Since relegation Cesena also restructured their finance, which the company revered merger with intermediate holding company Cesena 1940 Srl in December 2012.[2] The company held 98.23% shares of AC Cesena SpA. After the merger, another intermediate holding company, Opera Cesena Calcio Srl represented by Igor Campedelli (from unknown investor through Romagna Sport Srl), which previously own 65.03% shares on Cesena 1940 Srl,[3] sold 27.6% shares of Cesena to GMG Srl,[4] a company of Giorgio Lugaresi, who already owned 30.06% shares of Cesena 1940 Srl before the merger.[3] On 24 April 2013 Giorgio Lugaresi was re-elected as the president of A.C. Cesena SpA.[5] After the transactions the club also recapitalized €9.5 million during 2013–14 season in order to avoid bankruptcy, which GMG Srl through subsidiary Cesena & Co. Scarl, held 9,499,000 out of 9,500,000 shares (99.9895%) of Cesena as of 30 June 2014, with a nominal value of €1 per shares.[6] In February 2014 Cesena was under criminal investigation for the fraud in Campedelli era.[7] Campedelli was banned 6 months in March 2013 by FIGC.[8]

Despite the financial difficulties, Cesena won promotion back to Serie A on 18 June 2014, winning Latina in playoffs in 4–2 aggregate. In that match, most of the players (12 out of 20) were on loan from other clubs, with only 4 players were under Cesena contract in starting lineup (Renzetti, De Feudis, Garritano and Defrel) and 4 players on the bench (Alberto Iglio, Consolini, Rodríguez and Succi). Financially, Cesena had another year of negative EBITDA in 2013–14 season, for about €11 million, if excluding windfall profit from player trading from the calculation.[9]

In September 2016, the club and former chairman Campedelli were also sued by the prosecutor for false accounting in player-swap (FabbriPalumbo[10] as well as NagatomoCaldirolaGarritano[11]) Eventually the directors were inadmissible from the charge due to expiry of the legal proceeding[12][13] but the club chose to plead guilty for a fine of €80,000.[11][14]

In June 2018, Cesena was charged for false accounting again in the player swap with Chievo.[15][16][17] The prosecutor request to penalize Cesena for up to 15 points,[18] accusing the price tag in the deals were inflated.[19] However, as Cesena was folded in 2018, the club was not penalized. An appeal to a department of Italian National Olympic Committee, stating the point deduction should be applied to 2017–18 season, causing Virtus Entella, which originally relegated in 2017–18 Serie B season, made another appeal to Tribunale Amministrativo Regionale del Lazio, for re-admission back to 2018–19 Serie B.[20][21]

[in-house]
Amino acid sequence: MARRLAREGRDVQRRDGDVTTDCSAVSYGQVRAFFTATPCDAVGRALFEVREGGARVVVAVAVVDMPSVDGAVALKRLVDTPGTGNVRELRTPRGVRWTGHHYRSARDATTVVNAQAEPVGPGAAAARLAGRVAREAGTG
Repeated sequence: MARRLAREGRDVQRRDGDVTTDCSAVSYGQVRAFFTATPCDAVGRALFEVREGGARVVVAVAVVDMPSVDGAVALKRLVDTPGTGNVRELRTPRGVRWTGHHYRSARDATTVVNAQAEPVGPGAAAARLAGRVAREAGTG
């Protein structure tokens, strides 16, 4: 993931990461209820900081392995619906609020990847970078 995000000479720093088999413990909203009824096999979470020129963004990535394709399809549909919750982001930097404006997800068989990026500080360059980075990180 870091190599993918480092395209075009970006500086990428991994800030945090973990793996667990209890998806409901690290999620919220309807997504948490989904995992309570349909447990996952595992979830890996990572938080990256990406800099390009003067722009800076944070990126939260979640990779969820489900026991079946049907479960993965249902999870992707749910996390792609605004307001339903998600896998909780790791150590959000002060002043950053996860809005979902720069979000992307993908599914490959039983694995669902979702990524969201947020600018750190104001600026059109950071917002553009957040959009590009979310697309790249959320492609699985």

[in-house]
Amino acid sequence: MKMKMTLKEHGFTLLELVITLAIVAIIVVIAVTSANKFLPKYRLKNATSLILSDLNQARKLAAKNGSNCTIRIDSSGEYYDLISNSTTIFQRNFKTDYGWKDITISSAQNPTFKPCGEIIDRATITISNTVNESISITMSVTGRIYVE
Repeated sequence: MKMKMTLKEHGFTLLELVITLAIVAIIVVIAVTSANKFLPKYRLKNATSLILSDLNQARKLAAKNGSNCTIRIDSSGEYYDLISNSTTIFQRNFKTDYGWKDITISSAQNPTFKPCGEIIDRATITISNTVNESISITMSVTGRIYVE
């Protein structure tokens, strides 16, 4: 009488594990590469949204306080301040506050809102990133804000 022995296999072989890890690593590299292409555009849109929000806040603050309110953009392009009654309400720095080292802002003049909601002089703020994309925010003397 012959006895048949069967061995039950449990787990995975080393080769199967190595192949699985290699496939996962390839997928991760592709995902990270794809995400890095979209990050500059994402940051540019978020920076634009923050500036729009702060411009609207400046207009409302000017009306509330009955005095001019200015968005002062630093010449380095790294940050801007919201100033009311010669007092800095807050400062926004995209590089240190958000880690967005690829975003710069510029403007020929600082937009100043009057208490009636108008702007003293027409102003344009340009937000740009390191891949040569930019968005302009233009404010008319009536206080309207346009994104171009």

On 16 July 2018 Cesena declared bankruptcy and were banned from participating in 2018–19 Serie B.[22]

Phoenix club[edit]

In July 2018 A.S.D. Romagna Centro, or known as Romagna Centro, applied to rename as "Cesena F.C.", as a phoenix club of A.C. Cesena.[23]

Colours and badge[edit]

The team's colours were black and white.



Retired numbers[edit]

No. Player Nationality Position Reason Ref
12 Tifosi  Italy Not applicable Reserved for the Cesena supporters [24]
21 Paolo Martelli  Italy Defender Posthumous recognition. Died in a car accident on 12 April 1999

Notable former players[edit]

This list of former players includes those who received international caps while playing for the team, made significant contributions to the team in terms of appearances or goals while playing for the team, or who made significant contributions to the sport either before they played for the team, or after they left. It is clearly not yet complete and all inclusive, and additions and refinements will continue to be made over time.


European record[edit]

UEFA Cup[edit]

Season Round Club Home Away Aggregate Reference
1976–77 First round East Germany Magdeburg 3–1 0–3 3–4 [25]


  1. ^ "Esplode un urlo di felicità Il Cesena torna in serie B". Il Resto del Carlino (in Italian). 17 May 2009. Retrieved 10 November 2018.